Blockchain is the basis of the Bitcoin cryptocurrency, securely transferring information and money while ensuring anonymity and security. The Blockchain technology is being implemented far and wide while cryptocurrency remains a speculative investment at best. Here are a variety of ways how blockchain will transform healthcare, all of which are already in trials or demonstrations somewhere around the world.
Secure Health Records
By tying adoption of electronic health records to full reimbursement rates, many medical offices have adopted electronic health records, but this has come at a literal cost in making IT a major back office expense for many practices, pushing them to join hospital networks. Another cost has been the sheer amount of time doctors and other medical staff are having to dedicate to data entry and communications with other practitioners when there are differences in formats, unclear scanned images, duplicate records and uncertainty in the information sent. The challenge of adopting, maintaining and upgrading healthcare IT systems to manage EHR is a key part of any Healthcare MBA program, and so complex that you can actually earn a degree in healthcare IT just to take on the challenge. Blockchain can potentially make it much more manageable.
Smart contracts use blockchain to authenticate someone’s signature and prevent its alteration. Smart contracts are already being used in a variety of real estate transactions so that people can review and sign contracts wherever they are located. This same technology is starting to be used in other types of contracts and legal documents. Expect to see the same technology enabling smart contracts to buy a new condo used to record and validate signatures on a healthcare power of attorney or end of life directive. Such contracts will eventually reach patients when they are reading privacy agreements and payment terms.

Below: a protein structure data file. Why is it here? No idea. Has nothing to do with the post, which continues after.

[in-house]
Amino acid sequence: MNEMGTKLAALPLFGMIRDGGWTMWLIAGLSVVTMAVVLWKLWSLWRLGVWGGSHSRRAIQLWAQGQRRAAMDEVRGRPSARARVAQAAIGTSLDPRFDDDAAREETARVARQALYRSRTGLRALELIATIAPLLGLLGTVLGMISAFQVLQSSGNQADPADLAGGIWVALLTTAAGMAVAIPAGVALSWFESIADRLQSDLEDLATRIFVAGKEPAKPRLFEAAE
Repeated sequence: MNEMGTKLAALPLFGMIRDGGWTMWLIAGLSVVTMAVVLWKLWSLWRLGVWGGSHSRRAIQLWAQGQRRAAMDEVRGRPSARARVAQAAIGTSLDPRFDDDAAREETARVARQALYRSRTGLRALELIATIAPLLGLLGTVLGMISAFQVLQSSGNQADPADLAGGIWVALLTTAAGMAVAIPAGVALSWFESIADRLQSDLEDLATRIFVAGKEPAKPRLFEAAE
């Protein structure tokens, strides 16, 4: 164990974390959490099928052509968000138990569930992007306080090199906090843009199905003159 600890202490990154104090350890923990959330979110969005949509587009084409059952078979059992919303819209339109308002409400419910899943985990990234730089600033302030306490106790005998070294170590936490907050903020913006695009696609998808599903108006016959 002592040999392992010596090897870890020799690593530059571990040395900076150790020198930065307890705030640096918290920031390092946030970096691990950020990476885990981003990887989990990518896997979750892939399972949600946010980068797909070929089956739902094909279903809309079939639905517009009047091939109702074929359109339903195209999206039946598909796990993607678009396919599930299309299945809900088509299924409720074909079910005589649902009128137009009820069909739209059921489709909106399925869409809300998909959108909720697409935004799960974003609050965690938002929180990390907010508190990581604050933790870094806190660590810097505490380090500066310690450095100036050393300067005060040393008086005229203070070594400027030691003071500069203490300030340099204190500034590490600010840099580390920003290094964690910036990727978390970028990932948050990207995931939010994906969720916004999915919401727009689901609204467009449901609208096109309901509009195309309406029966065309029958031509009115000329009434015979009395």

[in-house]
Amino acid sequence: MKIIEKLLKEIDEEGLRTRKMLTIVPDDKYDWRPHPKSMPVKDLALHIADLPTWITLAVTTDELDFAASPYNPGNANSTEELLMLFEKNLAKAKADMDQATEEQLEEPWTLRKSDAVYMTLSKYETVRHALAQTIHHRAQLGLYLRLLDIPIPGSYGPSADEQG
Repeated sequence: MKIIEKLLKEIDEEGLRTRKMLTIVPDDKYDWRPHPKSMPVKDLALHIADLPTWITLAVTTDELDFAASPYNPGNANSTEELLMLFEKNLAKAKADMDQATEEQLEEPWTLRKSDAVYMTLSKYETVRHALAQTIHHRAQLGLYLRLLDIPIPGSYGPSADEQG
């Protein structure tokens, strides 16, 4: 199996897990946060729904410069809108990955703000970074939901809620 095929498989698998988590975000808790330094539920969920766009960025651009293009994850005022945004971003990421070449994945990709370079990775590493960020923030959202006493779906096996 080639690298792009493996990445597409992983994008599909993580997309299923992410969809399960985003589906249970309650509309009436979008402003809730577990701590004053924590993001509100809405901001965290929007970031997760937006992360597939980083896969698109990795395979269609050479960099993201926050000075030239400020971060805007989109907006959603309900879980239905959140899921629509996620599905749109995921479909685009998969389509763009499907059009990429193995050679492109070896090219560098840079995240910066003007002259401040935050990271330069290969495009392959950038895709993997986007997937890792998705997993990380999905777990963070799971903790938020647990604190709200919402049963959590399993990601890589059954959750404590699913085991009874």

The End of Diploma Mills
Someone can say they have a degree from an institution, but how do you know they really do if you don’t have the time to vet every credential they list on the resume? Then there’s the problem of determining whether the awarding institution is legitimate in and of itself unless it is already a brand name like Ivy League schools. Sony says it wants to use Blockchain to digitize education records from K-12 public schools to healthcare MBA online graduates. If broadly adopted, Blockchain backed records could make continuing education credentials and micro-degrees much more widely accepted because they are verifiable via a proven technology.
Blockchain was designed for accounting purposes. This makes tracking balances due by patients part of its core competency. Another use is tracking the total prescriptions patients have received and giving doctors an accurate overview of everything the patient receives in real time without having to exchange data with pharmacies, hospitals and their other medical practitioners. Patients enjoy simpler billing and fewer accounting mistakes, while doctors can track inventory used by patients and identify who may be abusing pills by going through multiple sources.
Blockchain technology goes way beyond Bitcoin and other crypto currencies. Blockchain enables secure health records and data sharing between institutions. Smart contract technology already used in real estate will start appearing in medical forms like powers of attorney and end of life directives. Blockchain technology is already being used to digitize and track school records and should allow people to soon verify all types of credentials and diplomas. Blockchain simplifies accounting and billing while reducing the potential for fraud.